_{gt0}/μ) ≤ 4 m/s, the values of \(\sigma_{{{{\ln(u}}_{{{{sx0}}}} /\mu {)}}}\) [and \(\sigma_{{{{\ln(u}}_{{{{st0}}}} /\mu {)}}}\)] for the pulse-like records are generally larger than those for the non-pulse-like records; when v

_{gx0}/μ (and v

_{gt0}/μ) ≥ 6 m/s, the value of \(\sigma_{{{{\ln(u}}_{{{{sx0}}}} /\mu {)}}}\) [and \(\sigma_{{{{\ln(u}}_{{{{st0}}}} /\mu {)}}}\)] for the pulse-like records does not change much and is slightly smaller than the corresponding value for the non-pulse-like records. Since the computed dispersion is partly influenced by the selected ground motion records, and typically there are minimal differences in the computed \(\sigma_{{{{\ln(u}}_{{{{sx0}}}} /\mu {)}}}\) [and \(\sigma_{{{{\ln(u}}_{{{{st0}}}} /\mu {)}}}\)] of the two ground motion types, it is reasonable to expect a similar level of inherent dispersion for the two types of ground motions.

## 6.4 Fragility Curves

_{x}and α on (u

_{sx0}/μ)

_{m}[and (u

_{st0}/μ)

_{m}] is limited in comparison with that of v

_{gx0}/μ (and v

_{gt0}/μ). Therefore, in the design of SB structures, it is advisable to use the maximum values of (u

_{sx0}/μ)

_{m}and (u

_{st0}/μ)

_{m}conservatively for the common range of T

_{x}. The maximum (u

_{sx0}/μ)

_{m}versus v

_{gx0}/μ and maximum (u

_{st0}/μ)

_{m}versus v

_{gt0}/μ curves are plotted in Fig. 6.23 for different values of α and for both the non-pulse-like and pulse-like ground motions. Since the curves corresponding to different values of α are very close to each other, for simplicity, equations for design can be developed solely based on the findings of α = 0.9, which are generally larger than those of other values of α. It is found that a quadratic polynomial curve can well fit the relationship between the maximum (u

_{sx0}/μ)

_{m}and v

_{gx0}/μ, as well as the maximum (u

_{st0}/μ)

_{m}and v

_{gt0}/μ, and the obtained regression formulae are as follows:

_{sx0}/μ)

_{m}and (u

_{st0}/μ)

_{m}are in m, and v

_{gx0}/μ and v

_{gt0}/μ are in m/s. According to the findings presented previously, replacing the subscript letter “x” with “y” enables the application of Eqs. (6.12a) and (6.13a) to the response in the y direction as well. As shown in Fig. 6.23, Eqs. (6.12) and (6.13) can well predict the corresponding relationships between the median normalized PSD and normalized PGV, and the coefficients of determination, R

^{2}, of these equations are all larger than 0.99. Further comparison of the curves determined by Eqs. (6.12a) and (6.12b) [and Eqs. (6.13a) and (6.13b)], as presented in Fig. 6.23, indicates that the relationship between the median normalized PSD and normalized PGV in each principal direction is close to that with respect to the origin. Since the median normalized PSD versus normalized PGV curve corresponding to Eq. (6.12b) [and Eq. (6.13a)] is slightly above that corresponding to Eq. (6.12a) [and Eq. (6.13b)], Eqs. (6.12b) and (6.13a) can be used conservatively as unified equations for predicting the response in each principal direction as well as the maximum response over all the directions.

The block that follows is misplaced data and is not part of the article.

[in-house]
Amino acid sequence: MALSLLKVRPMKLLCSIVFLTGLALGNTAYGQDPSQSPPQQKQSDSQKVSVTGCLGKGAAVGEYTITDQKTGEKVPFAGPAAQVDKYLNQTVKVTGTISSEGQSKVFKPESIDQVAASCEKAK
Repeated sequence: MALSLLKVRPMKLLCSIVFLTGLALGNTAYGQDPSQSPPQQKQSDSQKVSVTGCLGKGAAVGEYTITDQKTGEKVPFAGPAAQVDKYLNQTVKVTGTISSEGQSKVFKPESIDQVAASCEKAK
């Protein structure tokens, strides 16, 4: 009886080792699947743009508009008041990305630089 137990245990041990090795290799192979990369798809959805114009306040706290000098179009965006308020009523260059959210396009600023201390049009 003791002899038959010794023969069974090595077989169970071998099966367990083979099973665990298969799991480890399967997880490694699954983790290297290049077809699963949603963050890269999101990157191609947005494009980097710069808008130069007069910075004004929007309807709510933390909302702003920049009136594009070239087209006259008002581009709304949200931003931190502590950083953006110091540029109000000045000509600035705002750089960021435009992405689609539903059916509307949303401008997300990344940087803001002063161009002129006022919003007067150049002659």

_{st0})

_{m}, of friction pendulum isolators:

_{b}is the isolation period, and \(\eta\) is defined as

_{d}in Eq. (6.15) is the frequency marking the transition from the velocity-sensitive to the displacement-sensitive region of the median spectrum of the stronger horizontal ground-motion components. Note that in Eq. (6.14), the PSD with respect to the origin is taken as the response quantity of interest, while the PGV of the stronger component is taken as the ground motion IM, which sets it apart from the treatment in this study. The comparison of the median normalized PSD versus normalized PGV curve, determined by Eq. (6.14) [ω

_{d}= 3.05 is adopted, as done by Ryan and Chopra (2004), and T

_{b}is taken as 10 s such that the corresponding radius of the FP isolator is sufficiently large to yield the same response as that of a flat sliding system], with those determined by Eqs. (6.12) and (6.13) in Fig. 6.23, is presented. As can be seen, the curve determined by Eq. (6.14) is close to those determined by Eq. (6.13), which is proposed for near-fault pulse-like ground motions. This is because the 20 ground motions used in the response history analyses conducted by Ryan and Chopra (2004) were from large-magnitude earthquakes and recorded at sites near fault ruptures, the characteristics of which are close to the near-fault pulse-like ground motions used in the present study.

_{x}, T

_{x}/T